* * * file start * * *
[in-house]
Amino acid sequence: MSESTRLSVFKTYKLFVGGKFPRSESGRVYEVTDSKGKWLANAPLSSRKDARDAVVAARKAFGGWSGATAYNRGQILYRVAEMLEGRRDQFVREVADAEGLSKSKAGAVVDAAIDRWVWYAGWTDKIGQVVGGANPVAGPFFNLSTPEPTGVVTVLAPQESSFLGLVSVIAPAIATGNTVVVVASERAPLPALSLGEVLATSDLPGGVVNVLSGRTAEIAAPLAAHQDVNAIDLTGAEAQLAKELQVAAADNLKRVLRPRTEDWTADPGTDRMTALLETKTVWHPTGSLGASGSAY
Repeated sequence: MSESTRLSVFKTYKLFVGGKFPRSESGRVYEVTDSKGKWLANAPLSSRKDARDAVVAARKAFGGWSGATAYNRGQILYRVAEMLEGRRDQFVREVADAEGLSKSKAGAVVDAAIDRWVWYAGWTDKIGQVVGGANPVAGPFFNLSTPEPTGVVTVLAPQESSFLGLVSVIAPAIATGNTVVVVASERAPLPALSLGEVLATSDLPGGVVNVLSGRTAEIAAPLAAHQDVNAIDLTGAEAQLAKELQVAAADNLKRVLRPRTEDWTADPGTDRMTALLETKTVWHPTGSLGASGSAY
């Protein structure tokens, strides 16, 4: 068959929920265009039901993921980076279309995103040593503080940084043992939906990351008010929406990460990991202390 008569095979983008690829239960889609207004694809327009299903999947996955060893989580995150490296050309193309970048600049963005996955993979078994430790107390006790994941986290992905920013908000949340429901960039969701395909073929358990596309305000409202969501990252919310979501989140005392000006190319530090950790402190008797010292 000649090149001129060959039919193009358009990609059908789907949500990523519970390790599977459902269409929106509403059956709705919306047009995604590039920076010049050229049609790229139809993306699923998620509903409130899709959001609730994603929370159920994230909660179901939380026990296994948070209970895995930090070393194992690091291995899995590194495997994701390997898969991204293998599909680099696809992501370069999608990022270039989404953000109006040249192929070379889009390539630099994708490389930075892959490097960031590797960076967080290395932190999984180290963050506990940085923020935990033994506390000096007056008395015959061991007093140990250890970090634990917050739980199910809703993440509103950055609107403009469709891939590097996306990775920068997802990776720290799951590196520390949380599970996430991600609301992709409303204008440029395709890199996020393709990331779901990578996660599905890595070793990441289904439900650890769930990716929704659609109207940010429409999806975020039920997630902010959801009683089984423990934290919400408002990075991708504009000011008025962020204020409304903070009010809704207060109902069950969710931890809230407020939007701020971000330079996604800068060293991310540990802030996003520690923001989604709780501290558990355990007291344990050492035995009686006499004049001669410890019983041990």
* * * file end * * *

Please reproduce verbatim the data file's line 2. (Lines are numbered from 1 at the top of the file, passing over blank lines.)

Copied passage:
Amino acid sequence: MSESTRLSVFKTYKLFVGGKFPRSESGRVYEVTDSKGKWLANAPLSSRKDARDAVVAARKAFGGWSGATAYNRGQILYRVAEMLEGRRDQFVREVADAEGLSKSKAGAVVDAAIDRWVWYAGWTDKIGQVVGGANPVAGPFFNLSTPEPTGVVTVLAPQESSFLGLVSVIAPAIATGNTVVVVASERAPLPALSLGEVLATSDLPGGVVNVLSGRTAEIAAPLAAHQDVNAIDLTGAEAQLAKELQVAAADNLKRVLRPRTEDWTADPGTDRMTALLETKTVWHPTGSLGASGSAY